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OSHA announces 2011 campaign to raise awareness about heat-related illnesses

In recent workers' compensation defense news, the Occupational Safety and Health Administration (OSHA) announced earlier this week that it was officially launching an educational campaign designed to inform both employers and employees of the dangers posed by excessive heat exposure (i.e., heat exhaustion and heat stroke).

The campaign - which was modeled after California OHSA's heat awareness materials - features a curriculum for workplace training, an informative agency web page and a new partnership with the National Oceanic and Atmospheric Administration (NOAA) to include worker safety warnings with broadcasted heat alerts.

"As we move into the summer months, it is very important for workers and employers to take the steps necessary to stay safe in extreme heat," said Dr. David Michaels, OSHA Assistant Secretary. "Drinking water often, taking breaks and limiting time in the heat are simple, effective ways to prevent heat illness."

While it may seem easy to dismiss, heat exposure poses a real threat to employee safety. In fact, OSHA statistics indicate that heat stroke was responsible for over 30 work fatalities last year.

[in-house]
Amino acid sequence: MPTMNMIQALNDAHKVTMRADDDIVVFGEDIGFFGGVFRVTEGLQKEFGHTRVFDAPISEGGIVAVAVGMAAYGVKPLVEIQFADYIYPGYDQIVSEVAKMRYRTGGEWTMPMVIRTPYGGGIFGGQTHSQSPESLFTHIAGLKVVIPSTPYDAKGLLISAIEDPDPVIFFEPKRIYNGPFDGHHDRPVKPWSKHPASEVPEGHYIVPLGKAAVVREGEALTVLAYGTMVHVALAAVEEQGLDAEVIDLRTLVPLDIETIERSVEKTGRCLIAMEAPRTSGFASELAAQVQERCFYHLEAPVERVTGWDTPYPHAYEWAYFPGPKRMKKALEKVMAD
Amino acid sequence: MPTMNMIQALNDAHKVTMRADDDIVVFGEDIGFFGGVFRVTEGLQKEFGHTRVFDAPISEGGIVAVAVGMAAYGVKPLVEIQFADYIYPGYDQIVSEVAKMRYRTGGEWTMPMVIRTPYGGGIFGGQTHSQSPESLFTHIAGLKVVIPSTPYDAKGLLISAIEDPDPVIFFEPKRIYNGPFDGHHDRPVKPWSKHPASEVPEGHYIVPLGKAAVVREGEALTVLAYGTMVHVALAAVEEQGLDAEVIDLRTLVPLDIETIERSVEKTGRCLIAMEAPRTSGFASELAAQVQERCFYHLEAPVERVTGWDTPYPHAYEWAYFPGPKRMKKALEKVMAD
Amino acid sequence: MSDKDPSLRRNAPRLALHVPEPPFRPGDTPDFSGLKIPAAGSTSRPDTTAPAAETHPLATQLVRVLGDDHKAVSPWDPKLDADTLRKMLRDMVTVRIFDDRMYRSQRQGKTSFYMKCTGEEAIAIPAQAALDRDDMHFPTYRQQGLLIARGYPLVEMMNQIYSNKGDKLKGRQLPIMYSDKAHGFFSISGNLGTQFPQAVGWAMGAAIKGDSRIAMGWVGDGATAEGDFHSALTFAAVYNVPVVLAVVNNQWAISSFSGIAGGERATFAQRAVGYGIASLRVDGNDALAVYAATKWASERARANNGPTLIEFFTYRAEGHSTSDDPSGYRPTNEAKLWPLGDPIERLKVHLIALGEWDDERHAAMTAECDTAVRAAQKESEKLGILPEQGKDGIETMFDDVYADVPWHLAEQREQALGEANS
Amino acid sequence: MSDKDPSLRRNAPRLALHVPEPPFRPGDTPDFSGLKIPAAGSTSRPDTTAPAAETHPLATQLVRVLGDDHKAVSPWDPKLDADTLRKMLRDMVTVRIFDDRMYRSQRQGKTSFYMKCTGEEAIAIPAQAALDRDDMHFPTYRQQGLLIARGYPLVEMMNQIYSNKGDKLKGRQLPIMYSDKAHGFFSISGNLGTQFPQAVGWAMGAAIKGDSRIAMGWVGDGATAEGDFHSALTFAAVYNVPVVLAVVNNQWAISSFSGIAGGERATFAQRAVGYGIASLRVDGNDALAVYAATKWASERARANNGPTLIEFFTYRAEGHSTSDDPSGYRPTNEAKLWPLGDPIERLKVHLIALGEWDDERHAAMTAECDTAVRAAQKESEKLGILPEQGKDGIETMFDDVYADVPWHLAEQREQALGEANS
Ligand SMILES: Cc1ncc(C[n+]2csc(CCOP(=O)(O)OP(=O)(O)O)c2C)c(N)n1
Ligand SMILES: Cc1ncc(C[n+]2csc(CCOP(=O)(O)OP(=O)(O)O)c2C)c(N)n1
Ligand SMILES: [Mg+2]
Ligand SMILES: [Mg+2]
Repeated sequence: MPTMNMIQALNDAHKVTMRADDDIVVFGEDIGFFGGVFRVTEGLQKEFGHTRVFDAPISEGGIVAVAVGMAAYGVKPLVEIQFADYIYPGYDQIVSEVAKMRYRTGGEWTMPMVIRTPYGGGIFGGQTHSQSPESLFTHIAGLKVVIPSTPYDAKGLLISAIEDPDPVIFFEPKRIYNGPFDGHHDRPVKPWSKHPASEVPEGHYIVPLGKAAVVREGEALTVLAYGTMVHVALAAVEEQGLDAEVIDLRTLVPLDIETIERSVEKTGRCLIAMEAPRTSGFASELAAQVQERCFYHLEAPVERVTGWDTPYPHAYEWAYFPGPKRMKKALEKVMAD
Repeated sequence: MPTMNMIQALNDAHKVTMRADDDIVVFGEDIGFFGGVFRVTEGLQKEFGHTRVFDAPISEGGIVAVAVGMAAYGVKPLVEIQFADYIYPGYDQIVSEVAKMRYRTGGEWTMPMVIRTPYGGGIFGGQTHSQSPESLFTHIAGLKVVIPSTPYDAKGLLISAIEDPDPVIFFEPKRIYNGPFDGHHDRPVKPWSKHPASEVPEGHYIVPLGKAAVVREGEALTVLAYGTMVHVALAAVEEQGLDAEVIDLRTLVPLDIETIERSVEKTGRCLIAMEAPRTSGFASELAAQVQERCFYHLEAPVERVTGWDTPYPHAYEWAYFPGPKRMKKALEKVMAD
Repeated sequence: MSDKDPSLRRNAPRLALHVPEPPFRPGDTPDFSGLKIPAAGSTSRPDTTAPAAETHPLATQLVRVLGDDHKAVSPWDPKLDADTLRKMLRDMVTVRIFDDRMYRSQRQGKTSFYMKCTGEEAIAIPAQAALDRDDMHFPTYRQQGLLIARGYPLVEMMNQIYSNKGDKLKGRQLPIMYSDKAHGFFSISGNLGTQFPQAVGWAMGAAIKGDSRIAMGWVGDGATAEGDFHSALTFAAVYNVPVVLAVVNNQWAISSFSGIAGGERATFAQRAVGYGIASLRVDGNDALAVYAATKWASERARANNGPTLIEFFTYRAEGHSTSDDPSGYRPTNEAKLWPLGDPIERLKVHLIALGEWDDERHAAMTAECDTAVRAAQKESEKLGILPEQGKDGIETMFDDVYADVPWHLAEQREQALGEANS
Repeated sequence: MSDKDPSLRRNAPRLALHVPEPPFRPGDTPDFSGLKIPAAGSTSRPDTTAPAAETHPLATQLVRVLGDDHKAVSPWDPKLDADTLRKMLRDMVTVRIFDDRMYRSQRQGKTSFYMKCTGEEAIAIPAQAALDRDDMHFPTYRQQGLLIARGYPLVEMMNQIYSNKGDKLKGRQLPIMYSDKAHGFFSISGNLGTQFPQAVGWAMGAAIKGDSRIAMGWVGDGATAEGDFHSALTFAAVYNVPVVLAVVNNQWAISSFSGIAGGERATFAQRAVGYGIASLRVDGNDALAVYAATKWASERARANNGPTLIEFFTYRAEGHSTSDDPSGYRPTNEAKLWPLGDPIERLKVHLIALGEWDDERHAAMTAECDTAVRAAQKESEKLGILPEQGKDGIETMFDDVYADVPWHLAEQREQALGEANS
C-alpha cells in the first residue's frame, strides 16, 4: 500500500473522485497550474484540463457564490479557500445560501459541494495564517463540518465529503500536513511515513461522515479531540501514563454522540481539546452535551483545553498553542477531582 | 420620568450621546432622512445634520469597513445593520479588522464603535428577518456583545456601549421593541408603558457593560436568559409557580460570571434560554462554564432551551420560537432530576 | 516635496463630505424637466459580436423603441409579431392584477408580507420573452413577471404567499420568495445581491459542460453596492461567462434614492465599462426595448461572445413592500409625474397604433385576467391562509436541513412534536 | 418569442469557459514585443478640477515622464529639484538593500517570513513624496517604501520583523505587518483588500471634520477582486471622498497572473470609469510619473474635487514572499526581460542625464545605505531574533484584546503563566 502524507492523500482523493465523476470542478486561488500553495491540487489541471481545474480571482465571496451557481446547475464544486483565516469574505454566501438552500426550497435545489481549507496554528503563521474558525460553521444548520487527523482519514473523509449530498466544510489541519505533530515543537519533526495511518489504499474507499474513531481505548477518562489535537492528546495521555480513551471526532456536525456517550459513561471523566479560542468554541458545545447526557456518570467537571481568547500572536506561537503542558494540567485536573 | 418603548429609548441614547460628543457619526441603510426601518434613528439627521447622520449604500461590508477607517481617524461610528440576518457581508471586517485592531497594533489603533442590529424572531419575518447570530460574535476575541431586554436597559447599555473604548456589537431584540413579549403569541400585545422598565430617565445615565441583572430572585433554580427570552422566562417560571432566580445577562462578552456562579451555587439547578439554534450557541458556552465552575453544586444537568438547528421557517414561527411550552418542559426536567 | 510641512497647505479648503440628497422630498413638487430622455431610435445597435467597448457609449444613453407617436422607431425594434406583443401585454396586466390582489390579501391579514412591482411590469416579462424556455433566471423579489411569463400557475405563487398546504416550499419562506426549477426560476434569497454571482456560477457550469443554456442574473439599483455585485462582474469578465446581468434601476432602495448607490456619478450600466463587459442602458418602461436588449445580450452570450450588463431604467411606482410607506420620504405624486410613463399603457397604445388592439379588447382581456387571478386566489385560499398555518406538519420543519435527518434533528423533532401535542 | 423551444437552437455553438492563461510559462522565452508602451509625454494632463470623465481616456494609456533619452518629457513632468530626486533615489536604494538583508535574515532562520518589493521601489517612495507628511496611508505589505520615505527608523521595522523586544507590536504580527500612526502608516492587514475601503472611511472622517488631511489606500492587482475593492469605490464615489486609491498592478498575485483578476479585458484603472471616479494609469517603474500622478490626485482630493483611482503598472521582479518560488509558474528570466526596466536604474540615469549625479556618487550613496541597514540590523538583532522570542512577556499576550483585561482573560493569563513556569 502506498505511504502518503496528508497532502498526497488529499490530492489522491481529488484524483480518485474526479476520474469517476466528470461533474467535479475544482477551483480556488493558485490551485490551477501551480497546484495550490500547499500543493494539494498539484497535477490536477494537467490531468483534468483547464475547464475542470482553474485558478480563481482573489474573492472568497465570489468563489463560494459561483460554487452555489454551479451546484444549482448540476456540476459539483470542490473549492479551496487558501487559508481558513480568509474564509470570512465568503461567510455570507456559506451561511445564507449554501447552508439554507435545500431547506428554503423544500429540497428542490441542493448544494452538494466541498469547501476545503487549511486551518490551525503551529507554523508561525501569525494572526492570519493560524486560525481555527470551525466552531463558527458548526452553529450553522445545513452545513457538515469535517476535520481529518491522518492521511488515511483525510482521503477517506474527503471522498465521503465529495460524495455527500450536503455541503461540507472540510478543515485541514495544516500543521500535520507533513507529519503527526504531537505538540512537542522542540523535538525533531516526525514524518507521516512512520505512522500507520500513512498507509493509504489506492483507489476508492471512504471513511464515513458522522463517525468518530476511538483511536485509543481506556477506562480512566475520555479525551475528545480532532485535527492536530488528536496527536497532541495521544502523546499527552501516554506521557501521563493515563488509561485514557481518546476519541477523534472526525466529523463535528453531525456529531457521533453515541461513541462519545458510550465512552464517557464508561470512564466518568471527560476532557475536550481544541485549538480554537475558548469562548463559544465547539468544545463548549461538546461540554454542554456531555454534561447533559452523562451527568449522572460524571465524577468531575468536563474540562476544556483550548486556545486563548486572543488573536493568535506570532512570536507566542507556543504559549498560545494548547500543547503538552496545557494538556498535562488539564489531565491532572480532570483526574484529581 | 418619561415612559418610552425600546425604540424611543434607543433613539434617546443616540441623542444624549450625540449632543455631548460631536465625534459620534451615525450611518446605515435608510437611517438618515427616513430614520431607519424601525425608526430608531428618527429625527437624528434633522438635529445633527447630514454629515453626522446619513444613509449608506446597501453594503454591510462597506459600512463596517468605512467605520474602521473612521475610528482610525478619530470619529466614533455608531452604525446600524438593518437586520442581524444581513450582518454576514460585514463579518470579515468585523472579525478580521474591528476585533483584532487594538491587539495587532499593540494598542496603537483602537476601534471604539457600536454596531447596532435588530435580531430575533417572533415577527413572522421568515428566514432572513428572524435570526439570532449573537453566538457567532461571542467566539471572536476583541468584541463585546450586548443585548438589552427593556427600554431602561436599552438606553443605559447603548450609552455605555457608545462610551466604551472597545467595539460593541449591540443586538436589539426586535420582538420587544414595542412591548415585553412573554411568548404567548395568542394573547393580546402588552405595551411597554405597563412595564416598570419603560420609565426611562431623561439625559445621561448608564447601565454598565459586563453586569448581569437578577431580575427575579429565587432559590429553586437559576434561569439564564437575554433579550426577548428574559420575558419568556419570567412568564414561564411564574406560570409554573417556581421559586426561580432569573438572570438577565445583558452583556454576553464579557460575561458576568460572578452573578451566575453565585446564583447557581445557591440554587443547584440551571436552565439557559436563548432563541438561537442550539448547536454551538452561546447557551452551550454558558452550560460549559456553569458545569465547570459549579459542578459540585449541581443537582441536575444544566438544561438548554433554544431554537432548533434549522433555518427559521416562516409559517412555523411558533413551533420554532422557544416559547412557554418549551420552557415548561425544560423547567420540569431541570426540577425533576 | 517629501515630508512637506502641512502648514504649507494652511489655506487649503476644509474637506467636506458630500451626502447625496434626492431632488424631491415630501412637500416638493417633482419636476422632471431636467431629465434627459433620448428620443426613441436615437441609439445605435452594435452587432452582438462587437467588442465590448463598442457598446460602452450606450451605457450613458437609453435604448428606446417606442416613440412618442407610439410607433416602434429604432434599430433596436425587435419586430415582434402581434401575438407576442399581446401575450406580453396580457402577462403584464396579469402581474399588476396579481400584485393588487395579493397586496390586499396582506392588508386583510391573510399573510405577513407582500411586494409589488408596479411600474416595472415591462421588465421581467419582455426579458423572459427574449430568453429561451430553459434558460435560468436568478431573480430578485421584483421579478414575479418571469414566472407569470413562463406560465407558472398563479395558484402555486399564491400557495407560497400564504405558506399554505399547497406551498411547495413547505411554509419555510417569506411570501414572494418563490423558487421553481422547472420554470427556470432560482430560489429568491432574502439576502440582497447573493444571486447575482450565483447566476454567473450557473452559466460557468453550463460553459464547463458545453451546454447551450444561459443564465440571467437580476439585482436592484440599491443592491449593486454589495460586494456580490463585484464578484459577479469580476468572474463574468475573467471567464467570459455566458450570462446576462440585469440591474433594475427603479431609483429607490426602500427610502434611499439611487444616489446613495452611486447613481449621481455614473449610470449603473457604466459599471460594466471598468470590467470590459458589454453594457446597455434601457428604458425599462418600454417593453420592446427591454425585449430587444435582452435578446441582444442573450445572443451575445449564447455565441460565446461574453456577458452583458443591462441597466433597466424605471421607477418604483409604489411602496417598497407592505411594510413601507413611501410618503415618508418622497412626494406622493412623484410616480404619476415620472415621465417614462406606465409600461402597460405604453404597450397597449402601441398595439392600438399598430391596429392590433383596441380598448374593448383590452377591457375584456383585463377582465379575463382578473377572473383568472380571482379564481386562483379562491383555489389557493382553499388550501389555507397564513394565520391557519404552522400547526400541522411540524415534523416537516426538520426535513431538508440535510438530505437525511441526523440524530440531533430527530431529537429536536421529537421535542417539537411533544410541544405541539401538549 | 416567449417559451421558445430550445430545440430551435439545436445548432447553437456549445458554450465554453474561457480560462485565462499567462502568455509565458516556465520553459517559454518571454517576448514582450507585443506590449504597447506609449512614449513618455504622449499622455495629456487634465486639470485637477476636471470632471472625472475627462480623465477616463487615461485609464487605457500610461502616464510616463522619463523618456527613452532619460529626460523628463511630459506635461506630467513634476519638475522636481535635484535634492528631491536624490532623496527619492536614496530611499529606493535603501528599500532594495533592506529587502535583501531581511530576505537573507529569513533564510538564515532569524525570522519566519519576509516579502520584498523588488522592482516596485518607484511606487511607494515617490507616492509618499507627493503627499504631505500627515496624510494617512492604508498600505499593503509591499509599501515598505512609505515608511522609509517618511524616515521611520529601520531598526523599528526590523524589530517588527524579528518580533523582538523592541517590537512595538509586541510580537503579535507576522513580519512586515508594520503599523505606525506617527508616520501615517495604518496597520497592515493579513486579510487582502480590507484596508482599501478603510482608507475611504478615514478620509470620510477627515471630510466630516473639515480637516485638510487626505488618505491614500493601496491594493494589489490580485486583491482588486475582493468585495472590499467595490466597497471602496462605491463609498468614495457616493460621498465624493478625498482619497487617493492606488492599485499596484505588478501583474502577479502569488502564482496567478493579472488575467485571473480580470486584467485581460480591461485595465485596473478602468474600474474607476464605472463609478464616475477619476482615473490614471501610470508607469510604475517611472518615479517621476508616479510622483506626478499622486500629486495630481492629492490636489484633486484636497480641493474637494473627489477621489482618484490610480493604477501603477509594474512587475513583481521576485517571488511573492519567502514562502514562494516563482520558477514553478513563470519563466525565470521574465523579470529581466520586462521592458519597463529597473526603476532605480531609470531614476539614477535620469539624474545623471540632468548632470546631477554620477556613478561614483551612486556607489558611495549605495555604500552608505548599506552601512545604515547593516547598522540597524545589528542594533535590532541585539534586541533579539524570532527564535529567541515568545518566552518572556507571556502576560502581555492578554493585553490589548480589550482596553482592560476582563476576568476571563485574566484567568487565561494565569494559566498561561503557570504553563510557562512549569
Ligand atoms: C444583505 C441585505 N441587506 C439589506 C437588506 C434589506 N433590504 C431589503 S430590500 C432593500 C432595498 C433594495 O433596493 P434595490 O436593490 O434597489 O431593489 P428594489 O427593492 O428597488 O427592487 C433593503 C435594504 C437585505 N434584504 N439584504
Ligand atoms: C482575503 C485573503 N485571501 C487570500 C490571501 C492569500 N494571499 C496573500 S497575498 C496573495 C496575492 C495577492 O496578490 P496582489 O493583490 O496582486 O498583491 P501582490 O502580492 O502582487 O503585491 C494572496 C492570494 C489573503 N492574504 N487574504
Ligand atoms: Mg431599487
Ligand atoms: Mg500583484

Typically, those suffering from heat exhaustion or heat stroke show the following symptoms:

  • Common symptoms of heat exhaustion include dizziness/fainting, fatigue, nausea/vomiting, mood changes (frequently manifested by confusion or irritability) and headaches.
  • Common symptoms of heat stroke include warm skin coupled with an inability to sweat, a loss of consciousness and seizures/convulsions.

The American Society of Safety Engineers (ASSE) has previously recommended that employers take the following precautions when the temperature rises:

  • Require employees to take additional breaks/rest periods
  • Utilize both fans and/or air conditioning (if possible)
  • Observe employees for any of the above-mentioned symptoms
  • Consider adopting measures to block direct exposure to sunlight

The ASSE has also recommended that employees take the following precautions when the temperature rises:

  • Drink at least one cup of water every 15 minutes
  • Avoid eating large meals and consuming excessive caffeine
  • Wear sunscreen/sunblock and sunglasses
  • Dress in loose, light-reflective clothes

Stay tuned for further developments in the area of workers' compensation defense law ...

This post was provided for informational purposes only and is not to be construed as legal or medical advice.

Related Resources:

US Labor Department launches national outreach campaign to protect workers from heat-related illnesses (U.S. Department of Labor)

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